Many of us at WHE can’t possibly begin to understand the injustices our friends, colleagues and program recipients who identify as Black/Indigenous People of Color face each and every day. But we are here today to promise to do better. We strongly condemn and grieve the recent violent and publicized deaths of black men and women. No member of the black community should ever feel that they are risking their life when going for a jog in their neighborhood (Ahmaud Arbery), bird-watching (Christian Cooper), shopping at a convenience store (George Floyd), or sleeping in their own home (Breonna Taylor). Attending a conference or a racial justice summit simply is not enough.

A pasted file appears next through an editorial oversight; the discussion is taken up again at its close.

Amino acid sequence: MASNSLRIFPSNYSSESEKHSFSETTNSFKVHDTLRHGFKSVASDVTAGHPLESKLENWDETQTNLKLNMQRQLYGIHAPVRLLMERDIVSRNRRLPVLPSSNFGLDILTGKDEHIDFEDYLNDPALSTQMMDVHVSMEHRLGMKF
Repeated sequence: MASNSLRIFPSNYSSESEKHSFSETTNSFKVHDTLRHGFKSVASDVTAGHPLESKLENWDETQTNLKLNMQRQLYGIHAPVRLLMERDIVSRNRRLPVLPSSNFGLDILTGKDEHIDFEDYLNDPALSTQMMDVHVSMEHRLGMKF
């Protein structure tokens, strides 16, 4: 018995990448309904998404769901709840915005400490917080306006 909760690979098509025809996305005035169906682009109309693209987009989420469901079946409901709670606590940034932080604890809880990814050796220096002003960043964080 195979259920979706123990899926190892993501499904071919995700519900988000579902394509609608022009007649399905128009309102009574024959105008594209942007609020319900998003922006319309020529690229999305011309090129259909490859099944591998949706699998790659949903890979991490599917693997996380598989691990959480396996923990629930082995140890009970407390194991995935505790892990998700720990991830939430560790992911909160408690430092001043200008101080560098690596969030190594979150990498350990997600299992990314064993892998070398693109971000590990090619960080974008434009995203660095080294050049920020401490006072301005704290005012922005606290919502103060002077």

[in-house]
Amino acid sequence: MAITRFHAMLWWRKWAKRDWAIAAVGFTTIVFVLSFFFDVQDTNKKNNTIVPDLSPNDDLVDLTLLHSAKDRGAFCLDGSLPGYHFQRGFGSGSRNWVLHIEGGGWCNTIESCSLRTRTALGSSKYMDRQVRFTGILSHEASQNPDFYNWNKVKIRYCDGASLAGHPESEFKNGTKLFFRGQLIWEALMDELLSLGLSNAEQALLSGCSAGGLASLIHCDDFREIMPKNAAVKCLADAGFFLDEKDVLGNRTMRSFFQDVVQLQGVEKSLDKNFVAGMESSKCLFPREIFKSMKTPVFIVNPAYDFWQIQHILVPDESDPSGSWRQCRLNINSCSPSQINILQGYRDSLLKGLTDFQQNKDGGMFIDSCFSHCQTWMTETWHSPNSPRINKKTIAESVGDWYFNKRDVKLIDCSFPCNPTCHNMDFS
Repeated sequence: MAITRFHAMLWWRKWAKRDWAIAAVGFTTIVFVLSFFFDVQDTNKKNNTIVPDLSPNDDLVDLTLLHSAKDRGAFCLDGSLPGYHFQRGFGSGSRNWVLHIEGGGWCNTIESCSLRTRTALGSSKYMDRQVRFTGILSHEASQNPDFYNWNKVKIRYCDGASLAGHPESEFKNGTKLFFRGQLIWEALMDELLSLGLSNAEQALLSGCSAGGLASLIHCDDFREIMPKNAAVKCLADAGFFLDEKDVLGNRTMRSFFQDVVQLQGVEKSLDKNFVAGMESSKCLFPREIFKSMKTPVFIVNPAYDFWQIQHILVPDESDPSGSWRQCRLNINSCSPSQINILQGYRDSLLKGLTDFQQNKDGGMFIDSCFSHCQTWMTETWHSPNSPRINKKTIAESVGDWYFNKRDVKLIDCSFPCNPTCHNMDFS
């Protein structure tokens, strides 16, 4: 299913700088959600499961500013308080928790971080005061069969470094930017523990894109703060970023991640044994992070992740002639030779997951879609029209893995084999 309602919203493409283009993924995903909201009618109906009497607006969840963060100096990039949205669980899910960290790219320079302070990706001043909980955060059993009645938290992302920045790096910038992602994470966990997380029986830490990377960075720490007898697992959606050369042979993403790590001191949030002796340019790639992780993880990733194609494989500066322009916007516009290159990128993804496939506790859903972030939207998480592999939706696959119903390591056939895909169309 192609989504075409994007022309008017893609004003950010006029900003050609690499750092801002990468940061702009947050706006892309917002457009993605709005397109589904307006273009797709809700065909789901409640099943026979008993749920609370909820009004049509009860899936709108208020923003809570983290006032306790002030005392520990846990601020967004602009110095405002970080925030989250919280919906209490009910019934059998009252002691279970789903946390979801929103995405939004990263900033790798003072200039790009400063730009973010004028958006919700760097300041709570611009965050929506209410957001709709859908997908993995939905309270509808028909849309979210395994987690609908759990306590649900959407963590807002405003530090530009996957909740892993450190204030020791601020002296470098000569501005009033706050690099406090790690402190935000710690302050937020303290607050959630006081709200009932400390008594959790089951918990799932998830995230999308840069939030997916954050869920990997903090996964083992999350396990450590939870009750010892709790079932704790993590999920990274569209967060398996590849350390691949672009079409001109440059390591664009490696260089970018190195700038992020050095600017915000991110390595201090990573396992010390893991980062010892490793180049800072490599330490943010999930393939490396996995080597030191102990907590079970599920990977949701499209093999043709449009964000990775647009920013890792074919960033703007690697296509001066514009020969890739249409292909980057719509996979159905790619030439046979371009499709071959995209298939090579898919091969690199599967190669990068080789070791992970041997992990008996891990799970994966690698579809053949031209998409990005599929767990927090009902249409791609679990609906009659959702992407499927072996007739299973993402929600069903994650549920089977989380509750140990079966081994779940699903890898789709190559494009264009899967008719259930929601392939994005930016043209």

Every day, we must invest time and resources to address the public health crisis that racism is. In 1988, the American Public Health Association, for the first time in its history explicitly acknowledged the ways racism negatively impacts health for people of color, and in particular, for black Americans. “As a growing body of research shows, racism is a social determinant of health that perpetuates and exacerbates the very trends our field works to reverse. Therefore, public health, at its core, is antiracist work. Health disparities, discrimination, and residential segregation, which are topics familiar to public health researchers, are by-products of racism.